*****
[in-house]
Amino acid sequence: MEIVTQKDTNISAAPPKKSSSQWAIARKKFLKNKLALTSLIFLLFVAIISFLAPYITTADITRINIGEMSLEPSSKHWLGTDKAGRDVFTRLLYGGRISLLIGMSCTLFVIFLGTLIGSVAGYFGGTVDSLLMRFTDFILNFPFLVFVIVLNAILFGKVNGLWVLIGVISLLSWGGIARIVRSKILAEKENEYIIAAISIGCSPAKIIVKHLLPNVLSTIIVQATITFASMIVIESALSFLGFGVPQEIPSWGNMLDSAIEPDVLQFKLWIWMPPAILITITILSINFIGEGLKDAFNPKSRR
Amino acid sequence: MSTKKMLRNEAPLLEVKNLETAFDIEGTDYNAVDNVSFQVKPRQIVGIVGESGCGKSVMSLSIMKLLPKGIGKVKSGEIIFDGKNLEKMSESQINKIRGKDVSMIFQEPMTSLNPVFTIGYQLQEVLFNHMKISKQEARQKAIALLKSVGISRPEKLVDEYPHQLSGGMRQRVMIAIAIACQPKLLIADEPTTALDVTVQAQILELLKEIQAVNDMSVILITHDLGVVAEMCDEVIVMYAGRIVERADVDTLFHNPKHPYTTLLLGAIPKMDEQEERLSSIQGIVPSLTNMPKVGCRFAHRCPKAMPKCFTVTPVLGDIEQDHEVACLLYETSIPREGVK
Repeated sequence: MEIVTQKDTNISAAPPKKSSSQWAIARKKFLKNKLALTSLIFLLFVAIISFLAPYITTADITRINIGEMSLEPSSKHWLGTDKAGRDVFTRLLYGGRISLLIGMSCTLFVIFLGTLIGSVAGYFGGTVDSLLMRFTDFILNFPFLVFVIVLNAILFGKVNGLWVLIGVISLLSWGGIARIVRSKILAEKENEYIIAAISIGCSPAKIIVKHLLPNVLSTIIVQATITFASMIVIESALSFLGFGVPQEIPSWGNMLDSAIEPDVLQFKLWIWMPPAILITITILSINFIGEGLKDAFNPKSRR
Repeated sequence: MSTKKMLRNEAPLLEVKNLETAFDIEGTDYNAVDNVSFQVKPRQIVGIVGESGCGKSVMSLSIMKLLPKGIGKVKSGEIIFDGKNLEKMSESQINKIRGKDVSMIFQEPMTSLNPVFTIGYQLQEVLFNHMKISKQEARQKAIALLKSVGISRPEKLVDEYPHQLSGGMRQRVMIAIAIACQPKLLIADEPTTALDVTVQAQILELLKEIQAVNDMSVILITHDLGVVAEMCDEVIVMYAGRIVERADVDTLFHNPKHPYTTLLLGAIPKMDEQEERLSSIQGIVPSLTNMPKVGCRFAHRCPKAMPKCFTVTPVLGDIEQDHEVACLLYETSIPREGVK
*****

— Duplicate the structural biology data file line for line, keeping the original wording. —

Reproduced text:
[in-house]
Amino acid sequence: MEIVTQKDTNISAAPPKKSSSQWAIARKKFLKNKLALTSLIFLLFVAIISFLAPYITTADITRINIGEMSLEPSSKHWLGTDKAGRDVFTRLLYGGRISLLIGMSCTLFVIFLGTLIGSVAGYFGGTVDSLLMRFTDFILNFPFLVFVIVLNAILFGKVNGLWVLIGVISLLSWGGIARIVRSKILAEKENEYIIAAISIGCSPAKIIVKHLLPNVLSTIIVQATITFASMIVIESALSFLGFGVPQEIPSWGNMLDSAIEPDVLQFKLWIWMPPAILITITILSINFIGEGLKDAFNPKSRR
Amino acid sequence: MSTKKMLRNEAPLLEVKNLETAFDIEGTDYNAVDNVSFQVKPRQIVGIVGESGCGKSVMSLSIMKLLPKGIGKVKSGEIIFDGKNLEKMSESQINKIRGKDVSMIFQEPMTSLNPVFTIGYQLQEVLFNHMKISKQEARQKAIALLKSVGISRPEKLVDEYPHQLSGGMRQRVMIAIAIACQPKLLIADEPTTALDVTVQAQILELLKEIQAVNDMSVILITHDLGVVAEMCDEVIVMYAGRIVERADVDTLFHNPKHPYTTLLLGAIPKMDEQEERLSSIQGIVPSLTNMPKVGCRFAHRCPKAMPKCFTVTPVLGDIEQDHEVACLLYETSIPREGVK
Repeated sequence: MEIVTQKDTNISAAPPKKSSSQWAIARKKFLKNKLALTSLIFLLFVAIISFLAPYITTADITRINIGEMSLEPSSKHWLGTDKAGRDVFTRLLYGGRISLLIGMSCTLFVIFLGTLIGSVAGYFGGTVDSLLMRFTDFILNFPFLVFVIVLNAILFGKVNGLWVLIGVISLLSWGGIARIVRSKILAEKENEYIIAAISIGCSPAKIIVKHLLPNVLSTIIVQATITFASMIVIESALSFLGFGVPQEIPSWGNMLDSAIEPDVLQFKLWIWMPPAILITITILSINFIGEGLKDAFNPKSRR
Repeated sequence: MSTKKMLRNEAPLLEVKNLETAFDIEGTDYNAVDNVSFQVKPRQIVGIVGESGCGKSVMSLSIMKLLPKGIGKVKSGEIIFDGKNLEKMSESQINKIRGKDVSMIFQEPMTSLNPVFTIGYQLQEVLFNHMKISKQEARQKAIALLKSVGISRPEKLVDEYPHQLSGGMRQRVMIAIAIACQPKLLIADEPTTALDVTVQAQILELLKEIQAVNDMSVILITHDLGVVAEMCDEVIVMYAGRIVERADVDTLFHNPKHPYTTLLLGAIPKMDEQEERLSSIQGIVPSLTNMPKVGCRFAHRCPKAMPKCFTVTPVLGDIEQDHEVACLLYETSIPREGVK